Monday, October 24, 2011
Tuesday, October 18, 2011
Following the pageant, a group of us traveled to Soos Creek watch the salmon who had reached their journey's end, and the place where new lives will soon begin.
Monday, October 10, 2011
The Discovery class (preschool and kindergarten at 9:30) explores what it means to be a Unitarian Universalist by celebrating what makes each of us wonderful and then extending outward to see the world is a wonderful place as well. Today the children explored their hands. From the curriculum, Celebrating Me and My World: "As Unitarian Universalists, we believe that we should keep on learning and growing. Young children learn about the world by manipulating things with their hands--to explore, to discover, to play, and to make beautiful things." The children played games using their hands, talked about some of the things we can do with our hands, and made paintings of their hands. Unitarian Universalists believe that we should always keep on learning about our world and ourselves. We use our hands to help us learn. What are some things your hands have helped you to learn?
Monday, October 3, 2011
Open Minds: Creates things for our classroom and chapel space, helps with planning chapel worship, or makes props to be used in intergenerational worship services.
Today our Open Minds team created salmon puppets for the "salmon pagent" worship service on October 16.
Loving Hearts: Reaches out to people in our church community by making cards or small gifts of support or celebration. Today our Loving Hearts team made "thinking of you" cards to be used by the Caring Team.
Helping Hands: Works for social justice through service projects and raising awareness about needs in our community or around the world. Today our Helping Hands team made posters advertising the Trick or Treat for Unicef collection on October 30.
Today the children and youth joined the adults in the sanctuary for our annual forgiveness ritual. Afterwards, the children at 9:30 met together to do some forgiveness-themed crafts.
The forgiveness tokens can be given to someone to help in making an apology, or as a token of forgiveness, or as a reminder to carry around of the importance of making amends with others.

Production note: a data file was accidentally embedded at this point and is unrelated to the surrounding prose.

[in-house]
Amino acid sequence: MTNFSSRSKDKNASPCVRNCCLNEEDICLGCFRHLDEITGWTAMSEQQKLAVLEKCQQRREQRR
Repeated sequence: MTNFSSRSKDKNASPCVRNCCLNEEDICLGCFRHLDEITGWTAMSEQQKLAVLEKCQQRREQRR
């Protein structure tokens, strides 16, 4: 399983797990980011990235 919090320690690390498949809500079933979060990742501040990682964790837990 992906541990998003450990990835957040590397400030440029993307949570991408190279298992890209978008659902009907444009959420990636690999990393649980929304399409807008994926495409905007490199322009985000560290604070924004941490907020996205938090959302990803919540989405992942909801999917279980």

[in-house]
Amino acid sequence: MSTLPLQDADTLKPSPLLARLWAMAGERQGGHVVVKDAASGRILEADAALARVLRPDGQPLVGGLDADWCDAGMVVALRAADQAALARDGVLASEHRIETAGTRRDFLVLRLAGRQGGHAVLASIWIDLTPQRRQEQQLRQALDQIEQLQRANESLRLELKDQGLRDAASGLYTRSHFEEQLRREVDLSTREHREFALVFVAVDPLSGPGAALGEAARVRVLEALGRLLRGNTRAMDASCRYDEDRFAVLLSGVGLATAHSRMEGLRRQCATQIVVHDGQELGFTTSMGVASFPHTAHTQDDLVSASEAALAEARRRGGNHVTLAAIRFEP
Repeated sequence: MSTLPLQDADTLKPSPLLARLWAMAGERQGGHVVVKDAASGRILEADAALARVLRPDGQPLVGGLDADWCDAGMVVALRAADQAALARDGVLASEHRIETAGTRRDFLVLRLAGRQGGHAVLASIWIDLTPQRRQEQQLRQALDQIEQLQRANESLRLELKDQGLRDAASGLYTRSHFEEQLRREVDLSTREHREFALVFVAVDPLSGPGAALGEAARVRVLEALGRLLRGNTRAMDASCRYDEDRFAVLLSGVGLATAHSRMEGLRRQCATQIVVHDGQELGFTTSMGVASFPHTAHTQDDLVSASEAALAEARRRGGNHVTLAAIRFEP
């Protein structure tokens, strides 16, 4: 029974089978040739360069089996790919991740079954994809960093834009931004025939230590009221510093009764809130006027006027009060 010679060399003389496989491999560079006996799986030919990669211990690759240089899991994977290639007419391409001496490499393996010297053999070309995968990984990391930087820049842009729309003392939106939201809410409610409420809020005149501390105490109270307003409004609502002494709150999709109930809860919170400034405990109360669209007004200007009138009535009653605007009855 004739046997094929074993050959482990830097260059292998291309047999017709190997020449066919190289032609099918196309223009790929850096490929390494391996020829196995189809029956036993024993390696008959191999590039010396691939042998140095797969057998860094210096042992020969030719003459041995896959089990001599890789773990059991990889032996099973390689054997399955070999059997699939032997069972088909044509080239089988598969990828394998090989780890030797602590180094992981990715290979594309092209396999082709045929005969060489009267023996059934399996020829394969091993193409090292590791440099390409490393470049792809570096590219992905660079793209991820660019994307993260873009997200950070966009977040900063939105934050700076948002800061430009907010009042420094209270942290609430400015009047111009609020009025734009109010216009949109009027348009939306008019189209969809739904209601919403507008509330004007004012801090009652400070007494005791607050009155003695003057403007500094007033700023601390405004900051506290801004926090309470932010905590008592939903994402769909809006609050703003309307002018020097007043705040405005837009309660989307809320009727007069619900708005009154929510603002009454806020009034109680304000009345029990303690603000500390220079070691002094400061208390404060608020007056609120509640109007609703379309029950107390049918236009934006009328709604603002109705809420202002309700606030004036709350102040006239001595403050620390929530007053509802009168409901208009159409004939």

This honey pot was inspired by the Jewish tradition of dipping apples in honey to celebrate the new year, Rosh Hashanah. Apples and honey are a traditional treat on Rosh Hashanah, symbolizing the sweetness of a new year.
Rosh Hashanah, the celebration of the new year, is followed ten days later by Yom Kippur, the Day of Atonement. During these ten days, the Days of Awe, Jewish people work to set things right in their relationships with others and with God.Here are some possible uses for this honey pot your child has made. Maybe you will think of others:
- At dinner time (or another time when you are together as a family) pass the pot around. Have each person take an apple and share a wish with everyone for the coming year. Encourage wishes for the good of the family as a whole.
- You and your child could use the apples to talk about things you are sorry for or want to forgive someone for. Each apple represents a member of your family. Take turns considering each apple and the person it represents. Is there anything you need to do to set things right with that person? (Is there something you’d like to apologize for, or something you’d like to forgive them for?)
The most important custom of the Days of Awe is to apologize to others for things we have done to offend them in the past year. The desire to have a fresh start and to repair relationships is universal. Like our Jewish friends, we Unitarian Universalists believe in forgiving others, and in trying to right the wrongs we have done.